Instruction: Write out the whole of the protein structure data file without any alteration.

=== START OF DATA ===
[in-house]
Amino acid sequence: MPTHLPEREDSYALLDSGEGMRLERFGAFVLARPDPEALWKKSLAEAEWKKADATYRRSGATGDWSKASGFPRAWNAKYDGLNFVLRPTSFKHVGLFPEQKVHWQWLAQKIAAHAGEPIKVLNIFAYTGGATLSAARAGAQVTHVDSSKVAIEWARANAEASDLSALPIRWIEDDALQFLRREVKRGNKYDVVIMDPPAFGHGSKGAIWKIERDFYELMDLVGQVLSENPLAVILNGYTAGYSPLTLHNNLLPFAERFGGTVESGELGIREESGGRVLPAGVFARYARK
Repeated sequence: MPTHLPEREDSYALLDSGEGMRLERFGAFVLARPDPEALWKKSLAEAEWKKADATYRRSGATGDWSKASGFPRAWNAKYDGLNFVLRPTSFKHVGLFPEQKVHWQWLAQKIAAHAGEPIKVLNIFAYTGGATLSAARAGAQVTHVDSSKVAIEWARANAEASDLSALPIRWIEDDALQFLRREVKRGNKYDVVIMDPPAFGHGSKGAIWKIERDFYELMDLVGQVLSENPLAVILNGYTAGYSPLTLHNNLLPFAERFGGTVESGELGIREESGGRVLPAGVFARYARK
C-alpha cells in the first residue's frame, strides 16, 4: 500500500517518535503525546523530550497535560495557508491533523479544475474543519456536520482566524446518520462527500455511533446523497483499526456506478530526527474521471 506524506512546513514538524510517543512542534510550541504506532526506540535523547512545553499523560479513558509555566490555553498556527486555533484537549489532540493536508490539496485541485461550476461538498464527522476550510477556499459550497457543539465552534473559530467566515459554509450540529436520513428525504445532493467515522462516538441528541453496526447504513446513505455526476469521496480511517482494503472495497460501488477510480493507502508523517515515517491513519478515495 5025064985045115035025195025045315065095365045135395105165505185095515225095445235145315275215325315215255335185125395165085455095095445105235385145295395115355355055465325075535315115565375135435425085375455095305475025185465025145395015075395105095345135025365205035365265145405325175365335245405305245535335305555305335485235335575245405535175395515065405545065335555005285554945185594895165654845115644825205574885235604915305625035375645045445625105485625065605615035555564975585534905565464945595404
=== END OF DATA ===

[in-house]
Amino acid sequence: MPTHLPEREDSYALLDSGEGMRLERFGAFVLARPDPEALWKKSLAEAEWKKADATYRRSGATGDWSKASGFPRAWNAKYDGLNFVLRPTSFKHVGLFPEQKVHWQWLAQKIAAHAGEPIKVLNIFAYTGGATLSAARAGAQVTHVDSSKVAIEWARANAEASDLSALPIRWIEDDALQFLRREVKRGNKYDVVIMDPPAFGHGSKGAIWKIERDFYELMDLVGQVLSENPLAVILNGYTAGYSPLTLHNNLLPFAERFGGTVESGELGIREESGGRVLPAGVFARYARK
Repeated sequence: MPTHLPEREDSYALLDSGEGMRLERFGAFVLARPDPEALWKKSLAEAEWKKADATYRRSGATGDWSKASGFPRAWNAKYDGLNFVLRPTSFKHVGLFPEQKVHWQWLAQKIAAHAGEPIKVLNIFAYTGGATLSAARAGAQVTHVDSSKVAIEWARANAEASDLSALPIRWIEDDALQFLRREVKRGNKYDVVIMDPPAFGHGSKGAIWKIERDFYELMDLVGQVLSENPLAVILNGYTAGYSPLTLHNNLLPFAERFGGTVESGELGIREESGGRVLPAGVFARYARK
C-alpha cells in the first residue's frame, strides 16, 4: 500500500517518535503525546523530550497535560495557508491533523479544475474543519456536520482566524446518520462527500455511533446523497483499526456506478530526527474521471 506524506512546513514538524510517543512542534510550541504506532526506540535523547512545553499523560479513558509555566490555553498556527486555533484537549489532540493536508490539496485541485461550476461538498464527522476550510477556499459550497457543539465552534473559530467566515459554509450540529436520513428525504445532493467515522462516538441528541453496526447504513446513505455526476469521496480511517482494503472495497460501488477510480493507502508523517515515517491513519478515495 5025064985045115035025195025045315065095365045135395105165505185095515225095445235145315275215325315215255335185125395165085455095095445105235385145295395115355355055465325075535315115565375135435425085375455095305475025185465025145395015075395105095345135025365205035365265145405325175365335245405305245535335305555305335485235335575245405535175395515065405545065335555005285554945185594895165654845115644825205574885235604915305625035375645045445625105485625065605615035555564975585534905565464945595404